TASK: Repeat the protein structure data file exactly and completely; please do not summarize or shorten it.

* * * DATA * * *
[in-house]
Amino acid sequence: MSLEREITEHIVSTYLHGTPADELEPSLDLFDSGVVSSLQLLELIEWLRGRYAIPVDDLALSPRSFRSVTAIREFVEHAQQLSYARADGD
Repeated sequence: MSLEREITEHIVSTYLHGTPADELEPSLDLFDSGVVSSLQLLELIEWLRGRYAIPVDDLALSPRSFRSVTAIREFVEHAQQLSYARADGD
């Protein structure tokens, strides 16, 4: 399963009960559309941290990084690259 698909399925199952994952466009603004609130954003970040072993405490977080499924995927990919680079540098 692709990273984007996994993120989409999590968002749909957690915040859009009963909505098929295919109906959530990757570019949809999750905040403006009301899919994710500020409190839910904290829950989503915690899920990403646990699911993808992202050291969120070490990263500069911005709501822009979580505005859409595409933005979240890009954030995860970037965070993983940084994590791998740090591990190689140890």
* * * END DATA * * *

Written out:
[in-house]
Amino acid sequence: MSLEREITEHIVSTYLHGTPADELEPSLDLFDSGVVSSLQLLELIEWLRGRYAIPVDDLALSPRSFRSVTAIREFVEHAQQLSYARADGD
Repeated sequence: MSLEREITEHIVSTYLHGTPADELEPSLDLFDSGVVSSLQLLELIEWLRGRYAIPVDDLALSPRSFRSVTAIREFVEHAQQLSYARADGD
């Protein structure tokens, strides 16, 4: 399963009960559309941290990084690259 698909399925199952994952466009603004609130954003970040072993405490977080499924995927990919680079540098 692709990273984007996994993120989409999590968002749909957690915040859009009963909505098929295919109906959530990757570019949809999750905040403006009301899919994710500020409190839910904290829950989503915690899920990403646990699911993808992202050291969120070490990263500069911005709501822009979580505005859409595409933005979240890009954030995860970037965070993983940084994590791998740090591990190689140890």